Exploring our love of film
Film has a unique power in human culture. In many ways it is the optimum in mass communication and probably the world’s most accessible art form. Across the developed world there are some 7 billion cinema admissions per year (the equivalent to a ticket for every person on the planet); but what is it about film that has turned it into such a ubiquitous art? What is it that film gives us…?
Film to escape
Jerry Seinfeld once said: “If I wanted a long, boring story with no point to it, I have my life.”
All film, to an extent, exists to take us somewhere outside of our reality. Whatever the genre, the emotional journey into the filmic world usually involves relaxation, anticipation, immersion, emotion and resolution. The suspension of disbelief theory, though originated before the birth of film, is believed to have a great deal to do with the rewards of watching. In breaking down the boundaries between ourselves and a work of fiction, we respond deeply – feeling the highs and lows, the fears and thrills of a narrative. Film encourages our hearts to beat faster and stimulates our nerve endings in a way that lures us back again and again.
Film for fantasy
Film is unlike any other medium in its ability to transport us visually and sonically to places we can never visit in real life… sometimes to places that don’t even exist. Without question some of the most successful film franchises of all time (from superheroes to Star Wars, Harry Potter and Lord of the Rings) connect us to ‘other worlds’. Witnessing a seemingly living alternate reality is an experience which can leave a permanent mark on our memories and create fans for life.
Film for spectacle
Cinema is the art world’s biggest show off. The size of the screen, the depth of the sound and the absolute demand of the theatre on people to focus, in silence, sets a scene before the opening titles even roll. The cinema is a place to be overwhelmed, to drop our jaws and feast our eyes. Many talk of certain films ‘deserving’ the full cinema experience and great cinematography empowers an audience to truly experience and feel with surprisingly little effort on their part.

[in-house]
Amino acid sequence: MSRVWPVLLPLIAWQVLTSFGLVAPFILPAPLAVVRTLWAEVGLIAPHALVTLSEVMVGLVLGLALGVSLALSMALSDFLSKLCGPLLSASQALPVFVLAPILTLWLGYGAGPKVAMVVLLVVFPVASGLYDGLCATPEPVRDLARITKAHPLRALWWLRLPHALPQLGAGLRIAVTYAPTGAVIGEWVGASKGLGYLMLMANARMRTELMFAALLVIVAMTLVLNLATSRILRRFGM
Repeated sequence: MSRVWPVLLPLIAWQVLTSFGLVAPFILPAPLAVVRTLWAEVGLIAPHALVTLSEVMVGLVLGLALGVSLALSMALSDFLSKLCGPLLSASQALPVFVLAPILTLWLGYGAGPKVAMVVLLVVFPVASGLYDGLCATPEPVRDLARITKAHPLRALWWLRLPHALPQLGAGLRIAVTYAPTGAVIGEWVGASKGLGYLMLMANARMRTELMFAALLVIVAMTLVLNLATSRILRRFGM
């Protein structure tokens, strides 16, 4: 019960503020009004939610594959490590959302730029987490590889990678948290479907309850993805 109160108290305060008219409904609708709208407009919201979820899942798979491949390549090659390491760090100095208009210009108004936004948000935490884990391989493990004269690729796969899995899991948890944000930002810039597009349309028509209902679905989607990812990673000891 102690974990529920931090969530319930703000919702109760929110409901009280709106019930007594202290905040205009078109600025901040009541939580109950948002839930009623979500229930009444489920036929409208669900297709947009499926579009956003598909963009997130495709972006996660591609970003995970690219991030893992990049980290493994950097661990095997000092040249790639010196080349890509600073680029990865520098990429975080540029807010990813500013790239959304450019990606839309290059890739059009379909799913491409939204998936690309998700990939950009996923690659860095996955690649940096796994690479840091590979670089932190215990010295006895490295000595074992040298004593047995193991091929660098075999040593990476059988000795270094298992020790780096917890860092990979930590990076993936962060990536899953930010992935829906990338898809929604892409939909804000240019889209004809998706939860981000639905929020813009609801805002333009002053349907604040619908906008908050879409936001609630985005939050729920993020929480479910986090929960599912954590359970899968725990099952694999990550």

Film for stories
Throughout cinema’s history, it has been the great narratives, the most compelling stories, that have been the most critically recognised. Storytelling is one of the factors that defines our humanity. Since drawings appeared on cave walls we have found ways to share tales. Be they light and entertaining or deep and emotional, we have an intrinsic need as a species to experience meaningful narratives.
Film for learning
Cinema has become a powerful vehicle for culture, education and even propaganda. It is instrumental in shaping opinion and influencing society. Through film we can develop an understanding of our history, or other cultures. We can feel as though we have come face to face with people and places we would otherwise not know about and not only understand them, but feel it as though we have been there, face to face.
Film for change
Many films set out with aim to change culture. At their most challenging, films make us stare at the problems and realities of the world in which we live. They can make us question our humanity, and lead to a greater understanding of ourselves. They can challenge our place in the world, our values and behaviour, they can deepen our morals, provoke a response and open our eyes to new possibilities.
From fleeting entertainment to challenging works of art, for as long as we are prepared to indulge in the peculiar experience of sitting in a dark space with a bunch of strangers, film will be part of our world. Seemingly the real reason we connect with film is the same reason we connect with any art – for the emotional response. We are intrigued by our own humanity, from what stirs and excites us to what makes us cry. With recording facilities now at the fingertips of the masses, there has never been more AV content in the world. Film, nowadays, is everywhere, it’s universal; but cinema, at its best still remains extraordinary.